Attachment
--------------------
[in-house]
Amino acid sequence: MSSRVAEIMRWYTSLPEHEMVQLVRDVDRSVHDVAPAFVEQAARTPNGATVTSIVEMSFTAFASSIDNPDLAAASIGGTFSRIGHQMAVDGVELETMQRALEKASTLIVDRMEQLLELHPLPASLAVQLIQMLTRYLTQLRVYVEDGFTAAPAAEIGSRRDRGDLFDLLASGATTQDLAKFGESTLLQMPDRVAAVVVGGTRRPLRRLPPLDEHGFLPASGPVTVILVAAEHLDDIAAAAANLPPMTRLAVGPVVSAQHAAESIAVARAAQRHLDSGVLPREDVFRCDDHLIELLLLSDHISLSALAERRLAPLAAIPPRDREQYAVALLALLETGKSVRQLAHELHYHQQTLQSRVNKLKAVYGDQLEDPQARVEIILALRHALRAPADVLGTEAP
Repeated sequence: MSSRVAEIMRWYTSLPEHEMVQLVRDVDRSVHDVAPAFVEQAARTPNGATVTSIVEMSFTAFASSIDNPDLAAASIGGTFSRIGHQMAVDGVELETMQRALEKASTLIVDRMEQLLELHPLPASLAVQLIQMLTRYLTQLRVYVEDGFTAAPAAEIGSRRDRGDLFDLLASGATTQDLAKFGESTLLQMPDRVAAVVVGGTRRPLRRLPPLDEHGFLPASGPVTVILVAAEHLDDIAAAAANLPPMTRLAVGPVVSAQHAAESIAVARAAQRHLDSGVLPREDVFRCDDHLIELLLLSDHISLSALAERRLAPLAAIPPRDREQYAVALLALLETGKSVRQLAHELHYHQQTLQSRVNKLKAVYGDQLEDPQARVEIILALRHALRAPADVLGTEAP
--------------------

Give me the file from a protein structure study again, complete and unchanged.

[in-house]
Amino acid sequence: MSSRVAEIMRWYTSLPEHEMVQLVRDVDRSVHDVAPAFVEQAARTPNGATVTSIVEMSFTAFASSIDNPDLAAASIGGTFSRIGHQMAVDGVELETMQRALEKASTLIVDRMEQLLELHPLPASLAVQLIQMLTRYLTQLRVYVEDGFTAAPAAEIGSRRDRGDLFDLLASGATTQDLAKFGESTLLQMPDRVAAVVVGGTRRPLRRLPPLDEHGFLPASGPVTVILVAAEHLDDIAAAAANLPPMTRLAVGPVVSAQHAAESIAVARAAQRHLDSGVLPREDVFRCDDHLIELLLLSDHISLSALAERRLAPLAAIPPRDREQYAVALLALLETGKSVRQLAHELHYHQQTLQSRVNKLKAVYGDQLEDPQARVEIILALRHALRAPADVLGTEAP
Repeated sequence: MSSRVAEIMRWYTSLPEHEMVQLVRDVDRSVHDVAPAFVEQAARTPNGATVTSIVEMSFTAFASSIDNPDLAAASIGGTFSRIGHQMAVDGVELETMQRALEKASTLIVDRMEQLLELHPLPASLAVQLIQMLTRYLTQLRVYVEDGFTAAPAAEIGSRRDRGDLFDLLASGATTQDLAKFGESTLLQMPDRVAAVVVGGTRRPLRRLPPLDEHGFLPASGPVTVILVAAEHLDDIAAAAANLPPMTRLAVGPVVSAQHAAESIAVARAAQRHLDSGVLPREDVFRCDDHLIELLLLSDHISLSALAERRLAPLAAIPPRDREQYAVALLALLETGKSVRQLAHELHYHQQTLQSRVNKLKAVYGDQLEDPQARVEIILALRHALRAPADVLGTEAP